former President olusegun obasanjo

Education And Good Governance Key TO African Trade Woes- Obasanjo

 Former Nigerian Presiden Olusegun Obasanjo, has said that ‘basic education’ and good governance will improve Inter-Africa trade . Obasanjo who spoke at the ongoing 24th ‘Annual General Meeting Of African Export-Import Bank'(AFREXIMBANK) on Friday in Kigali, said education should b e made available for everybody that it is the foundation for development.

The former president said that the least basic education is vital for every citizen so they can be able to read, write, express themselves and be useful to, themselves, their neighbours and to the country too.

Obasanjo also showed great concern for the lack of good governance in Africa as a result of corruption, licence and inconsistency in fiscal policies had restricted the growth of the African trade.


“When these stop, Africans will then begin to have basic needs of life and develop trade across borders.

“Thriving shipping companies owned by African countries and harmonised fiscal policies will lead to better life for Africans and a booming cross-border trade.

“A situation where an African fills two separate documents to enter another country will not help African trade, rather it will retard trade and development,’’ he said.

He appealed to African leaders to believe in their own, adding that a facility from Afreximbank, African Development Bank and others owned by Africans was better, than obtained elsewhere. He pleaded with African Leaders to believe in what’s theirs, adding that a facility from African Development Bank, AFREXIMBANK and other africa owned banks is far better than that outside.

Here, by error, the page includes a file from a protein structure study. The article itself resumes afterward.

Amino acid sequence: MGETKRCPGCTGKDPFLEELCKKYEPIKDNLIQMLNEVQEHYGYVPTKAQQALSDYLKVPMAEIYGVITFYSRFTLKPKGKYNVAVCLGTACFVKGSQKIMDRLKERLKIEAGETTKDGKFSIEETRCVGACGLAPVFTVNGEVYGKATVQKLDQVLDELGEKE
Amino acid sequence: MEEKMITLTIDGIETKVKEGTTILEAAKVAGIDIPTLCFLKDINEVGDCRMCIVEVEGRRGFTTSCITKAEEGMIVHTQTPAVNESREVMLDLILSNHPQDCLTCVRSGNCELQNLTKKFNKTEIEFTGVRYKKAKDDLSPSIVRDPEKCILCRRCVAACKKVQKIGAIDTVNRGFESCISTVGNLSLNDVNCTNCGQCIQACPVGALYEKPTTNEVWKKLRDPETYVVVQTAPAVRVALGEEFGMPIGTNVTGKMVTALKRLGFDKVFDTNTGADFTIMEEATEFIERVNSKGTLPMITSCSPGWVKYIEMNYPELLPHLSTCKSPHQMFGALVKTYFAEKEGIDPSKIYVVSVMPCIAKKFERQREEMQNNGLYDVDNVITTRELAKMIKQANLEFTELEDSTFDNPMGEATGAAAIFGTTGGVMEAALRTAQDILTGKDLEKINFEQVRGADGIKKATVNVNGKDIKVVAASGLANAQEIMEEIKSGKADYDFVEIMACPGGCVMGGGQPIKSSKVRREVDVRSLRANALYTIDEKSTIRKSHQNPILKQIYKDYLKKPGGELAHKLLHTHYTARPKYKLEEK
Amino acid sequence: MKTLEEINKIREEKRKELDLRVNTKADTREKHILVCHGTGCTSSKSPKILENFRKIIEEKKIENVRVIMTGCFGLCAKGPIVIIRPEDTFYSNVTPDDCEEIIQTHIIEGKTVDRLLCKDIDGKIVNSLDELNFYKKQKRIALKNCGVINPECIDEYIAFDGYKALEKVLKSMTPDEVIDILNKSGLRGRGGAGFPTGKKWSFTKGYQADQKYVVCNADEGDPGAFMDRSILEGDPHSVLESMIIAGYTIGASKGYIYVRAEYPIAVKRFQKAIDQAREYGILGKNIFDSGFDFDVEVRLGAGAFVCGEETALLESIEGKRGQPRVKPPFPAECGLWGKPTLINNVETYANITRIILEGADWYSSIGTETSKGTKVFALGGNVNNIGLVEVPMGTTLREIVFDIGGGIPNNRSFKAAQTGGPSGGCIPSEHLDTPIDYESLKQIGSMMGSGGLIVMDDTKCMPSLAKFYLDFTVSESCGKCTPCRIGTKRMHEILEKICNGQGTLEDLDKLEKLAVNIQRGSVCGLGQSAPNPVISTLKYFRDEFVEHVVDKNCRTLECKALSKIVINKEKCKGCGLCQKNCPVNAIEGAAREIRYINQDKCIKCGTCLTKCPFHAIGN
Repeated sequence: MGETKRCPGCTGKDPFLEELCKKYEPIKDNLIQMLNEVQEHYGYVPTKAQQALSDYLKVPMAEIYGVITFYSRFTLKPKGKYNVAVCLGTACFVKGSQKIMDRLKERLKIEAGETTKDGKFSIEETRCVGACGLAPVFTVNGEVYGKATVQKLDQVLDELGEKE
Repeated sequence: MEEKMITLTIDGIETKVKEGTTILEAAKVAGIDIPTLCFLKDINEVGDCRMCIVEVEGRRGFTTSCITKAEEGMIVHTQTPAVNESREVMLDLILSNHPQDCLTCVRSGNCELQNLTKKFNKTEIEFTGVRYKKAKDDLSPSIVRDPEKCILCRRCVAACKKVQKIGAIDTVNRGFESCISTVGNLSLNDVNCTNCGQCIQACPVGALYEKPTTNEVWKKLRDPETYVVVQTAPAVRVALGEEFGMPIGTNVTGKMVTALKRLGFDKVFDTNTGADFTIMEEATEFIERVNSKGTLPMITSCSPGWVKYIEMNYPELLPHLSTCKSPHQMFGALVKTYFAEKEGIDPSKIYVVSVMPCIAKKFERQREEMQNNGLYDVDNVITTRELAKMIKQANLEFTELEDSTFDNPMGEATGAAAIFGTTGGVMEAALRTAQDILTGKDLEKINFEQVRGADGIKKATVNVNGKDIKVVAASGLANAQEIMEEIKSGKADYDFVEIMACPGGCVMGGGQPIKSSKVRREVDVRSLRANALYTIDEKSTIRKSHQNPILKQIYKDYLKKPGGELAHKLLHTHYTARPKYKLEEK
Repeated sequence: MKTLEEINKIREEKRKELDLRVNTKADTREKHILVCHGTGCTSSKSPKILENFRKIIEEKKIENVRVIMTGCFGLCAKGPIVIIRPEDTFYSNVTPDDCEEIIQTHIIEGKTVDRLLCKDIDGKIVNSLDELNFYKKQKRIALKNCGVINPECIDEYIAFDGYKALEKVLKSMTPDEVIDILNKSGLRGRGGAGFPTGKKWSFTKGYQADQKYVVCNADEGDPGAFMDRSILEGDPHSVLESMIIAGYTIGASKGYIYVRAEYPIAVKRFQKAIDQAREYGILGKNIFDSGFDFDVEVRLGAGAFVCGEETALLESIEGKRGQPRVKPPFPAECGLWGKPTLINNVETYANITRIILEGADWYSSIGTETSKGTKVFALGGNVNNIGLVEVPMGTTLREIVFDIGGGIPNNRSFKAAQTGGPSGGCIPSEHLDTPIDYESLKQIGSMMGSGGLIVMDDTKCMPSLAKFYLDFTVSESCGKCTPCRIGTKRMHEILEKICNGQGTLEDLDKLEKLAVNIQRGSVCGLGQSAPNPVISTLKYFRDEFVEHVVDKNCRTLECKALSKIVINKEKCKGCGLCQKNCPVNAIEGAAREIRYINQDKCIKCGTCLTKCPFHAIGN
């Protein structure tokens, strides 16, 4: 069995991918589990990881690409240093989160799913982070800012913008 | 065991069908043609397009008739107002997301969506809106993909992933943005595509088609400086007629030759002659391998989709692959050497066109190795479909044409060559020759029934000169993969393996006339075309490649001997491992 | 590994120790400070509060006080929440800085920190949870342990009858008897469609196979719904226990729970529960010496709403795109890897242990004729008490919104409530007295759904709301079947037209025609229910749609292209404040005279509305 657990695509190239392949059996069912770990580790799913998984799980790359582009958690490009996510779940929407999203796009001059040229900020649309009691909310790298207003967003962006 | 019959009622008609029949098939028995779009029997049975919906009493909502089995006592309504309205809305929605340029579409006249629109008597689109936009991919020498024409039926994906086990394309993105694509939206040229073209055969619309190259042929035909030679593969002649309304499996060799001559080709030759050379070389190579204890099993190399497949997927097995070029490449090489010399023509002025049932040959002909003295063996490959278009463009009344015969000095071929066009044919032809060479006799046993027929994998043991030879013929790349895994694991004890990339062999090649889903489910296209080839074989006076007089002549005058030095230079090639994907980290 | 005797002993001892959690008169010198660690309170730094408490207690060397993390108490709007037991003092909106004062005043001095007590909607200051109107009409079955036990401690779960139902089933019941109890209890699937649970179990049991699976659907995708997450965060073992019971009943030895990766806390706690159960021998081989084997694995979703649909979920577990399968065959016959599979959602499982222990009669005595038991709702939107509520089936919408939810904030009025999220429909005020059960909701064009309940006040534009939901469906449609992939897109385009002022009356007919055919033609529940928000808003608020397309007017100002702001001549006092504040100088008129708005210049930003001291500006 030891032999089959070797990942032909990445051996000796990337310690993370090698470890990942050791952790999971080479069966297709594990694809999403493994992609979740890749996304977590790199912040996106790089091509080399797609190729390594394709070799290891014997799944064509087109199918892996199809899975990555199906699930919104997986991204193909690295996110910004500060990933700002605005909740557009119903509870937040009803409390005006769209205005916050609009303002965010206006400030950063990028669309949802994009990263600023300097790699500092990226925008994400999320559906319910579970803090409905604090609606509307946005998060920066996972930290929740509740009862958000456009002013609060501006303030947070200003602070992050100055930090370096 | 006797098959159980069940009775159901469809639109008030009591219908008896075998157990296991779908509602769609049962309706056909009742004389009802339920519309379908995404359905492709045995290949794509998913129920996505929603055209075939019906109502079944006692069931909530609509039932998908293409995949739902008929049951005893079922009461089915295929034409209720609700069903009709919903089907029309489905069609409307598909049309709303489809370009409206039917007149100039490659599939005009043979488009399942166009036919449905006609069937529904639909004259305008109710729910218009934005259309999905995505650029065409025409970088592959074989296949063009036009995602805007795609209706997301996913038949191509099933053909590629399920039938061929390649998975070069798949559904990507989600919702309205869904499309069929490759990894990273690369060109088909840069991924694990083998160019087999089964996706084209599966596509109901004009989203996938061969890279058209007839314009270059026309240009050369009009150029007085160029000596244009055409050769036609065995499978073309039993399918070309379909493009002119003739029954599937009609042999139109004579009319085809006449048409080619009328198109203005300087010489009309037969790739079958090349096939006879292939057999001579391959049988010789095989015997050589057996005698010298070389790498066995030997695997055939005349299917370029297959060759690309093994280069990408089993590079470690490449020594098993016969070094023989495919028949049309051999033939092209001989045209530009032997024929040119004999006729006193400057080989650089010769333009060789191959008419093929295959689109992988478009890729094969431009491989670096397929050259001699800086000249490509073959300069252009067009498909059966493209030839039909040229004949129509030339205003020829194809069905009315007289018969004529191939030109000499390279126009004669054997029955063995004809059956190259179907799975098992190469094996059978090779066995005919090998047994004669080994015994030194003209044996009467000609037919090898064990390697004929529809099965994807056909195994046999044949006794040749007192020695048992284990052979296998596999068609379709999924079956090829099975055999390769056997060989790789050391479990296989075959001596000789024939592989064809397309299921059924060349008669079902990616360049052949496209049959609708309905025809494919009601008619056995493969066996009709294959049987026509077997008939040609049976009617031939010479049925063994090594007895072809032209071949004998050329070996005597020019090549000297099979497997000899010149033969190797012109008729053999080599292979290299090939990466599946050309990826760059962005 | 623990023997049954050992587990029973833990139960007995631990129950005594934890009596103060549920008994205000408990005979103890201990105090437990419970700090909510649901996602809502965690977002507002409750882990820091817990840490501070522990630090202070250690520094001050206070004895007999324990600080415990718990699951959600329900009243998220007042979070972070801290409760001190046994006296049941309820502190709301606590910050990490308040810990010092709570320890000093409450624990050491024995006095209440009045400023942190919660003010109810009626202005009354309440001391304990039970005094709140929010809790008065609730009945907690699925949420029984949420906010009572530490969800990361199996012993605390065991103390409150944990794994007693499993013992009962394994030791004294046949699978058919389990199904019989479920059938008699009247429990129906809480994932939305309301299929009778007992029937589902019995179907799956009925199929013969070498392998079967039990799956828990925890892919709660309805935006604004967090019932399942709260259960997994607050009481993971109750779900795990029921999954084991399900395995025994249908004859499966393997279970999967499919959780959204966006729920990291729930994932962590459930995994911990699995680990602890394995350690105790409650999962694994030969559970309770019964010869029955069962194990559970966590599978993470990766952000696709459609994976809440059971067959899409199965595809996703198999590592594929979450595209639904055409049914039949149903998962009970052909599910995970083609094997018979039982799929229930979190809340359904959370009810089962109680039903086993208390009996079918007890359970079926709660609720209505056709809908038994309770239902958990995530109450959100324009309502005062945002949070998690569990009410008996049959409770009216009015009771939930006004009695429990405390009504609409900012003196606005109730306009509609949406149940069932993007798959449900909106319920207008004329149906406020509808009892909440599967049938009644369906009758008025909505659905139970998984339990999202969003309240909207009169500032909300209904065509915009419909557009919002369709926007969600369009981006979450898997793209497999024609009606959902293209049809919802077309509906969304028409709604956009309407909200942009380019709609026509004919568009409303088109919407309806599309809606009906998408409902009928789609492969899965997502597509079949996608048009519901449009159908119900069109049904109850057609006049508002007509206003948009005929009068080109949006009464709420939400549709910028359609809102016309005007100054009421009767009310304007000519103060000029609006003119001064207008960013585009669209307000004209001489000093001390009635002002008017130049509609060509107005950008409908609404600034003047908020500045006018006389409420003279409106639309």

He stressed that Western financial institutions like World Bank, IMF etc were all built to sooth the Westerners adding that they had “bitter pills an African must swallow’’

“No one can run away from the institutions’ bitter pills because the pills have been designed in such way that if you swallow it, you will fail and if you don’t, you will still fail.

“During my tenure as president of Nigeria, I told the then Central Bank of Nigeria (CBN) Governor Charles Soludo that when these institutions come don’t chase them away but just listen to them and learn how to deal with the overtures.

“So, I was able to study capitalism and approached our creditors to do something about my country’s debt, which was in billions of dollars and they listened. A large chunk of the debt was written off,” he said.

He said the problem of Africans was not weakness but their mindset about themselves.

he said Africans should stop saying to these institutions; ‘just help me, I am in a problem without understanding what his country wants before taking a facility’?

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